Most recently, the Court of Appeal considered whether employers were vicariously liable for employees’ violent actions in the cases ofWeddall v Barchester Healthcare Ltd and Wallbank v Wallbank Fox Designs Ltd [2012].  In the first case, Mr Weddall was the deputy manager of a care home. One night, Mr Weddall telephoned Mr Marsh, a senior health assistant, to ask if he was willing to cover a vacant shift. Mr Marsh was free to accept or refuse the shift but was drunk and upset when he received the call. Following the conversation, Mr Marsh cycled to the care home and violently attacked Mr Weddall. The Court of Appeal held that the employers were not vicariously liable for the actions of Mr Marsh. Although the assault happened at the workplace, it was otherwise unconnected with his employment. Mr Marsh was not carrying out his employment duties but had acted personally, for his own reasons.

However, the Court of Appeal reached a different conclusion in Wallbank v Wallbank Fox Designs Ltd. Mr Wallbank was managing director of Wallbank Fox Designs Ltd, a small manufacturing company. There was evidence that it was sometimes difficult to communicate instructions to one of the employees, Mr Brown. Mr Wallbank asked Mr Brown to fix an error but Mr Brown did not reply, so Mr Wallbank made a further comment indicating a willingness to help Mr Brown. Mr Brown then put his hand on Mr Wallbank’s face and threw him onto a table, causing Mr Wallbank a serious injury. The Court of Appeal found that the employer was vicariously liable. They considered that the possibility of friction was inherent in the factory environment and that the employee’s attack was instantaneous and had a close relationship with the employment in both time and space.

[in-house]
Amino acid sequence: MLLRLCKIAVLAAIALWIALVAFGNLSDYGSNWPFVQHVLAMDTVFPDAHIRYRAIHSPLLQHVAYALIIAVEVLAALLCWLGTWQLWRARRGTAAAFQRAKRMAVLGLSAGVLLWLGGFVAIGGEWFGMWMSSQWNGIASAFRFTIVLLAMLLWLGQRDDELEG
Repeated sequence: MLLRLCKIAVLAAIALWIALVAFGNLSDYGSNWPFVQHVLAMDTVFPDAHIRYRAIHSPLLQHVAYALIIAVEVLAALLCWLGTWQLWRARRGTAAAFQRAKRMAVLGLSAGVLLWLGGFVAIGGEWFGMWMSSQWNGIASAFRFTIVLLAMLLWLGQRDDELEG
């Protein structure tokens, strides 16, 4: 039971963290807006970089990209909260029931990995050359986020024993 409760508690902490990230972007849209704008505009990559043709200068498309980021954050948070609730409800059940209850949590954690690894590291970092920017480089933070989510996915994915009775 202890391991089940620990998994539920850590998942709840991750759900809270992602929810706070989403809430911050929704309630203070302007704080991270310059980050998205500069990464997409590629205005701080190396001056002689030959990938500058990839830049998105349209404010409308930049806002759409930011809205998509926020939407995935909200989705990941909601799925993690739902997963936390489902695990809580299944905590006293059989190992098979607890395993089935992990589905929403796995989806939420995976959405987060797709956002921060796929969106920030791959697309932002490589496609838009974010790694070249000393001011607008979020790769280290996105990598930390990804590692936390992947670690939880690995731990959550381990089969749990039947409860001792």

Advice to employers

What practical steps can employers take to avoid vicarious liability for the acts of their employees in these circumstances? Employers should take all reasonable steps to prevent such violent acts from occurring. For example, they should ensure that they:

  • Have up to date anti-harassment, equal opportunities and  discrimination policies;
  • Provide training to all staff on these policies;
  • Train managers to recognise early signs of tensions within working relationships and how to deal with them;
  • Ensure that any grievances are properly investigated to ensure that no employee feels that they have to take matters into their own hands;
  • Deal with any violence or other unacceptable behaviour that does occur in line with the company’s disciplinary policy.

How would this apply in Downton Abbey?

In Downton, Anna would probably have been unable to pursue a claim against Lord Gillingham and the Granthams would be unlikely to be held liable for her husband’s retaliatory actions, as there would have been good arguments from the employers that his actions were not ‘in the course of employment’.  This would leave Anna with the prospect of pursuing a claim against the valet, which may leave her with little chance of receiving compensation.

For more information on this article, to discuss how these issues might affect your business or to discuss employment law matters in general, please contact Leah Shaw by emailing lshaw@lyonsdavidson.co.uk or calling 0117 904 5929.

Posted on Nov 8th, 2013 by Lyons Davidson